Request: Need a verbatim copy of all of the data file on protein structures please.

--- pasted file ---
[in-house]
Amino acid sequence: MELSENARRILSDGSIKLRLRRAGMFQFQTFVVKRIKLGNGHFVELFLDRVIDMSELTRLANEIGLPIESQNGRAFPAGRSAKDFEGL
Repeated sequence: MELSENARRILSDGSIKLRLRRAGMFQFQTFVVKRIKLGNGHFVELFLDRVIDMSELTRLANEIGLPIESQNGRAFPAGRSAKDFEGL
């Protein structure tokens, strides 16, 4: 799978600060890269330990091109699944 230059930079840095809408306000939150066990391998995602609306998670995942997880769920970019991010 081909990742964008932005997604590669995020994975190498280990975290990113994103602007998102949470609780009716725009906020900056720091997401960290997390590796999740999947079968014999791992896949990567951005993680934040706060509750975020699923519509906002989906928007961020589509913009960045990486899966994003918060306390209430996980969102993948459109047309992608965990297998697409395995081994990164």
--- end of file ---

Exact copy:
[in-house]
Amino acid sequence: MELSENARRILSDGSIKLRLRRAGMFQFQTFVVKRIKLGNGHFVELFLDRVIDMSELTRLANEIGLPIESQNGRAFPAGRSAKDFEGL
Repeated sequence: MELSENARRILSDGSIKLRLRRAGMFQFQTFVVKRIKLGNGHFVELFLDRVIDMSELTRLANEIGLPIESQNGRAFPAGRSAKDFEGL
């Protein structure tokens, strides 16, 4: 799978600060890269330990091109699944 230059930079840095809408306000939150066990391998995602609306998670995942997880769920970019991010 081909990742964008932005997604590669995020994975190498280990975290990113994103602007998102949470609780009716725009906020900056720091997401960290997390590796999740999947079968014999791992896949990567951005993680934040706060509750975020699923519509906002989906928007961020589509913009960045990486899966994003918060306390209430996980969102993948459109047309992608965990297998697409395995081994990164």